A huge number of high level executives from across the aviation complex were in Dublin to network, do business and debate the fortunes of the enormous industry in which they operate.
This is a useful opportunity to assess whether or not Ireland is doing enough to retain and further grow its reputation as a base for such a sophisticated part of the global finance sector.
A few eye-watering numbers are indicative of the size of this prize;
(1) in 2015 over $120bn of new commercial aircraft were delivered worldwide;
(2) leasing accounts for about 45% of all aircraft being delivered to airlines;
(3) 50% of the global lessor set are based in Ireland, and;
(4) it is projected that over $120bn of aircraft will be supplied by manufacturers in each of the next ten years, creating a large market in which lessors can grow and expand.
The leasing companies are in a constant state of dynamic development.
Each of them operates a fleet which is regularly moving between airline customers.
All have large order books with manufacturers that ensure further growth and expansion.
An intense period of corporate activity has ensued over the last five years, including mergers, acquisitions and IPOs with a lot more planned for 2016 and beyond.
Amid this hyper-finance activity Ireland has played a cool but powerful hand in forging a key role in supporting and growing the air finance market.
Continuous efforts are underway to broaden out the sophisticated network of bilateral tax and ownership treaties that offer unparalleled assurance for aircraft owners that their assets can be accessed in the event of a customer crisis.
Ireland has emerged from the global push against tax havens as a location where legitimate low-tax strategies are validated.
One of these is Aercap. Its fleet is no less than 1,300 aircraft and another 460 are on order.
Its asset base is valued at $43bn.
After transferring a large amount of the fleet it acquired when buying US based ILFC in 2014 it moved the administration of those planes to Dublin.
As importantly it is now moving its leadership team to a brand new landmark office in Dublin city.
Another global air finance leader – GECAS — has also recently migrated a key element of its management to Dublin and Shannon.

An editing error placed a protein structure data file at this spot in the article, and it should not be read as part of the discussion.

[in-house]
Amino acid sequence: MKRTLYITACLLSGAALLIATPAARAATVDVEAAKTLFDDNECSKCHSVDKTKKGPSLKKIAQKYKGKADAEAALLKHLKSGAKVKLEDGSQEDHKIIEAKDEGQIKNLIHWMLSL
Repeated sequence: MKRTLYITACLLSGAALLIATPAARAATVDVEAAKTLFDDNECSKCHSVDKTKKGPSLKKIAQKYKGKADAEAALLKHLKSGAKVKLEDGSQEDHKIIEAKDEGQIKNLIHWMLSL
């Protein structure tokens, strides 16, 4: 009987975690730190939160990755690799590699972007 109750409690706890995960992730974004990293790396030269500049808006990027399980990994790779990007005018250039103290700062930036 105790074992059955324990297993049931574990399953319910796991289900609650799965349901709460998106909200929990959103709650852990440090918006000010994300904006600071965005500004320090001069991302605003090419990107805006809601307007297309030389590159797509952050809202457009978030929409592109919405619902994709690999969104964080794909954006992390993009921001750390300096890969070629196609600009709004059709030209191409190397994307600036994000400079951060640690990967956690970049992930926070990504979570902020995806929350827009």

Yet another interesting entity in this context is Avolon.
It was recently acquired by the Chinese conglomerate Bohai.
Avolon’s CEO is spending time in Hong Kong as part of that transaction but he and Bohai have affirmed Ireland as the headquarters for its aircraft leasing unit.
This, too, is an indicator that despite various changes in ownership, and lobbies by other jurisdictions to attract the leasing industry, Ireland maintains a strong and vibrant role in the business.
Other major lessors that have expressed an interest in tapping public equity markets for finance are reported to include CIT (which has important assets in Ireland) and ACG.
Both of these are profitable components of larger financial services companies and both could create value for their owners by being separately listed. However, any IPO will have to navigate the choppy waters that financial markets, including aviation, have entered.
Given its global exposure and the newsflow since year-end it is no surprise that the aircraft leasing sector is being challenged for 2016.
The share prices of the four listed lessors in New York have suffered heavily since January 1.
This reflects investor worries about the exposure of lessors to weakening economies and currencies in the developing world.
It is also reflective of concerns that funding costs for aircraft lessors will tighten.
This year will pose a challenge to the leasing sector which prides itself on an ability to ride out economic and aviation cycles while providing consistent positive returns for investors.
Ireland, as a stable and tax efficient base populated with senior air finance professionals, will play an important role in that debate as the year unfolds.